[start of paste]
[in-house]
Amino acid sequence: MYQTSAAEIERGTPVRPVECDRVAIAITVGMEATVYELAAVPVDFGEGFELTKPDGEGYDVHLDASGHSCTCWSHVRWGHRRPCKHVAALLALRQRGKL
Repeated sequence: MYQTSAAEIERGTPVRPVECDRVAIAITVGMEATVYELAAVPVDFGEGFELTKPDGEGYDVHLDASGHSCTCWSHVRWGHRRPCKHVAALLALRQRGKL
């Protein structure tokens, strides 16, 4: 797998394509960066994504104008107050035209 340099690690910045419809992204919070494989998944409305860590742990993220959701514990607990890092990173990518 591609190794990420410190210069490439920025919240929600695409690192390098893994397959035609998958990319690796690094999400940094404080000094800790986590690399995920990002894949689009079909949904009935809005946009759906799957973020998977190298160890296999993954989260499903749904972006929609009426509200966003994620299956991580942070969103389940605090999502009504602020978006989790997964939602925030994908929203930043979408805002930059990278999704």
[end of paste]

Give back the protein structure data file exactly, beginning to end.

[in-house]
Amino acid sequence: MYQTSAAEIERGTPVRPVECDRVAIAITVGMEATVYELAAVPVDFGEGFELTKPDGEGYDVHLDASGHSCTCWSHVRWGHRRPCKHVAALLALRQRGKL
Repeated sequence: MYQTSAAEIERGTPVRPVECDRVAIAITVGMEATVYELAAVPVDFGEGFELTKPDGEGYDVHLDASGHSCTCWSHVRWGHRRPCKHVAALLALRQRGKL
């Protein structure tokens, strides 16, 4: 797998394509960066994504104008107050035209 340099690690910045419809992204919070494989998944409305860590742990993220959701514990607990890092990173990518 591609190794990420410190210069490439920025919240929600695409690192390098893994397959035609998958990319690796690094999400940094404080000094800790986590690399995920990002894949689009079909949904009935809005946009759906799957973020998977190298160890296999993954989260499903749904972006929609009426509200966003994620299956991580942070969103389940605090999502009504602020978006989790997964939602925030994908929203930043979408805002930059990278999704």